Here's a little thought experiment for you: Imagine if you woke up tomorrow morning and lost the ability to ask questions. I bet you'd feel pretty frustrated when you couldn't get the information you needed or couldn't interact with people the way you wanted to. You might even get mad and start to behave rather badly or you might just go off to be by yourself and avoid the trouble all together.
Most children start asking questions around age two, but hyperlexic children tend to have some serious delays in this area. Ben just learned to ask questions this past year. It seems like a simple thing but questions are a linguistic breakthrough. They give Ben ways to engage the world in all sorts of ways that were beyond his grasp.
It's also helping to eliminate some sources of frustration.
Last year at this time, if he experienced any kind of mishap, he would immediately try to do it again, even if it meant endangering himself. No crying or whining - just a nearly emotionless and intense and deliberate repetition of whatever had happened.
If he spilled a drop of milk, he would dump the entire glass over. He once stepped off the bathroom stool by accident and I caught him before he could fall. The next thing I knew, he was hurling himself backwards in an attempt to recreate the moment.
Eventually, we theorized that he was recreating these moments to help him understand things that happened too quickly for him to process. He needed to know what happened but didn't know how to ask.
When you combine Ben's strong need to understand how things work, plus neuroprocessing that's a bit slow on the uptake, add in the adrenaline rush you get when you lose your footing, and top it off with an existing need to repeat things (probably related to the processing thing) you get a kid that not only gets back on the horse, but throws himself off it a second time.
So we started to help him with his recreations by allowing him to do them safely. "Do you want to know what happened?" we'd ask. "I'll show you."
Then we'd walk him through the mishap - the spilled milk, the trip on the step, the bump on the head - by offering to "spot" him, explaining the events as he went through the motions again.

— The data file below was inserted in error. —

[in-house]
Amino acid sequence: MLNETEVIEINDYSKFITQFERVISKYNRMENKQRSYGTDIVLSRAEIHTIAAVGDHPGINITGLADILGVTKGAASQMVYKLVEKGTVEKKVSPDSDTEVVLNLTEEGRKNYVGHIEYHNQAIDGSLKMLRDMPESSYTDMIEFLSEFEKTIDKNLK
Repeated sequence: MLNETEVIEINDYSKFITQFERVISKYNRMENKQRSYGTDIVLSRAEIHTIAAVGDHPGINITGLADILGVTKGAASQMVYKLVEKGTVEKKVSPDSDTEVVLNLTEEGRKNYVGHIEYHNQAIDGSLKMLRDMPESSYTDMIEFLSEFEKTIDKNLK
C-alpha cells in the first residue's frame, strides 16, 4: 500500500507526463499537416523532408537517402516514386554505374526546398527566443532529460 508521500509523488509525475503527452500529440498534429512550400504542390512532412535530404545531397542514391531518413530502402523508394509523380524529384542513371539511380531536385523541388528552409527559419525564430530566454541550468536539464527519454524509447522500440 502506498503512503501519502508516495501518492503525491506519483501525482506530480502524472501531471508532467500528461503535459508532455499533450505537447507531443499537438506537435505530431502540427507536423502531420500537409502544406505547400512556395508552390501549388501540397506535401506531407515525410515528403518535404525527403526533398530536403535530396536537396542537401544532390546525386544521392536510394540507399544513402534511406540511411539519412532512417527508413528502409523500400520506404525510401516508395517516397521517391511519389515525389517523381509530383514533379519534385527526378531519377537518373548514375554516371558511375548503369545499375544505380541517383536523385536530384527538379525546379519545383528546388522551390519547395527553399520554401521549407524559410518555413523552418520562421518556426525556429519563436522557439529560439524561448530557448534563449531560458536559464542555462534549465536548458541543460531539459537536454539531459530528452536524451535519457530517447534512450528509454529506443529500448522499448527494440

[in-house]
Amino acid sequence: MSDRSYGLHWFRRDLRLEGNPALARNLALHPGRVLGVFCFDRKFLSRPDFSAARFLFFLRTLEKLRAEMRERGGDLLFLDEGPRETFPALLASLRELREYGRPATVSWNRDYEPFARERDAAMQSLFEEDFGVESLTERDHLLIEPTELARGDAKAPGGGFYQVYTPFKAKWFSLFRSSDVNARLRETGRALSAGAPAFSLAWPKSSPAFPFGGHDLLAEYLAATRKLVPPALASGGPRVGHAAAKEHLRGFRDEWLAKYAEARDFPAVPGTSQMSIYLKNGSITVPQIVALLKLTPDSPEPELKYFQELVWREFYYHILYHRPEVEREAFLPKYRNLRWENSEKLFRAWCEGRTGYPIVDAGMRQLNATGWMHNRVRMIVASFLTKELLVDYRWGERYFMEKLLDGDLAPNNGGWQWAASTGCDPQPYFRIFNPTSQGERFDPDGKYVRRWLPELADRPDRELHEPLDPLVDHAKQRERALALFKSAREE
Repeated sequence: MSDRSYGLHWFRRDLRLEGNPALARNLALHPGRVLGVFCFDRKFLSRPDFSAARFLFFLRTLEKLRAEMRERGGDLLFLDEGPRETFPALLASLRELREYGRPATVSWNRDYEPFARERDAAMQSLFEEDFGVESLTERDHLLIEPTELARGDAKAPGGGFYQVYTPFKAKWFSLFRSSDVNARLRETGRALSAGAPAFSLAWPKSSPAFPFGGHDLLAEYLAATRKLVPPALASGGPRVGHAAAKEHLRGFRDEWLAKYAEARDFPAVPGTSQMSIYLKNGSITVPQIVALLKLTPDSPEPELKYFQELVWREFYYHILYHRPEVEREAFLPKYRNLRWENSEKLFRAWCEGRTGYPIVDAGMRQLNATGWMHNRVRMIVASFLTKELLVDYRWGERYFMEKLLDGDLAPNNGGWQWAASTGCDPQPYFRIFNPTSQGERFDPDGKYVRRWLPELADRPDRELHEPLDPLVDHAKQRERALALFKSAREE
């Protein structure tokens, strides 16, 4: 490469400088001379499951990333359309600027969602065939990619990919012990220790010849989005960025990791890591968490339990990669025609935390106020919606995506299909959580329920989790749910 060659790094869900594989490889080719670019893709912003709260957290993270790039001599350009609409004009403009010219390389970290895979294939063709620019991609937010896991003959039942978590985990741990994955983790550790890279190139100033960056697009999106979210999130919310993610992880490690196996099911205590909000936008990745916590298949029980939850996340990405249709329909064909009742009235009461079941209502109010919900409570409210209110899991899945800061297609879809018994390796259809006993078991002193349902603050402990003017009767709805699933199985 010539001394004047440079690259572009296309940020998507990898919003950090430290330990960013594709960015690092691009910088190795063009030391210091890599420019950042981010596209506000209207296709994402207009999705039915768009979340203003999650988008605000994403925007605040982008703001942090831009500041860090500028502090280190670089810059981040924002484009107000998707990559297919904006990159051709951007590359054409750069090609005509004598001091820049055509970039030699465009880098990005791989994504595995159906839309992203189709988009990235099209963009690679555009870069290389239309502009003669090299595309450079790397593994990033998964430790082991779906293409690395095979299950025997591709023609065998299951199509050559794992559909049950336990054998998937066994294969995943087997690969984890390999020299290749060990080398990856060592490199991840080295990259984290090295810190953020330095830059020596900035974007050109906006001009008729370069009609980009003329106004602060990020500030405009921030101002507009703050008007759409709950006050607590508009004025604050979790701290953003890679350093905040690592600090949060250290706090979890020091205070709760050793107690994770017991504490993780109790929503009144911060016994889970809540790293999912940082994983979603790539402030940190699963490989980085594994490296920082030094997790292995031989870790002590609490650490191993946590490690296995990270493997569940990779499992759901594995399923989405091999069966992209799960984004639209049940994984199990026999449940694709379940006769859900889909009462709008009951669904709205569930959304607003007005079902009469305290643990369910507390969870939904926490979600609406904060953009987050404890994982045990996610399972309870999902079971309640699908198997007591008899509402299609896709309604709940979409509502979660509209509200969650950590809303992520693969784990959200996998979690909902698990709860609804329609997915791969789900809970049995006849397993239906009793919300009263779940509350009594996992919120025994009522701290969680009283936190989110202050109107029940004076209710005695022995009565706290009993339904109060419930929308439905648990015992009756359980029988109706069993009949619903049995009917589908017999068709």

"You were walking here and your toe hit the step and - ohh - you took a tumble and landed - bonk - like this."
When we did this, he didn't have any need to re-enact the moment. He was satisfied, could unhook and move on.
I'm reminded of the cartoon Rabbit Seasoning, where Daffy Duck says, "Let's...run...through...that...again." after being tricked by Bugs Bunny into demanding to be shot by Elmer Fudd. (Come to think of it, the whole premise of that bit is that Daffy is confused by pronouns, another hyperlexic trait.)
But I digress.
Now Ben can actually ask the question, "What happened, Mommy?" when anything happens that moves faster than he can track or process. And he does - a lot. It's a new and different and more sophisticated way to say, "Again." He asks for help to understand, we explain, he listens. Now there's less panic, there are fewer rampages.
Because Ben has this new way to ask to "run through it again," the "what happened" question is no longer just for mishaps. It's become a joyful refrain for almost any action that he wants to repeat. When a super ball ricochets around the hallway, when he flips over on the couch cushions, when the huge stack of blocks finally collapses: "What happened, Mommy?" he shouts - now dozens of times a day - sporting a huge grin.
And now Ben is venturing into a new grammatical territory that shows how his ability to ask questions is developing his sense of cause and effect. He's asking "What will happen if...?" And he's using it in some pretty mystifying ways.
But more on that in the next post.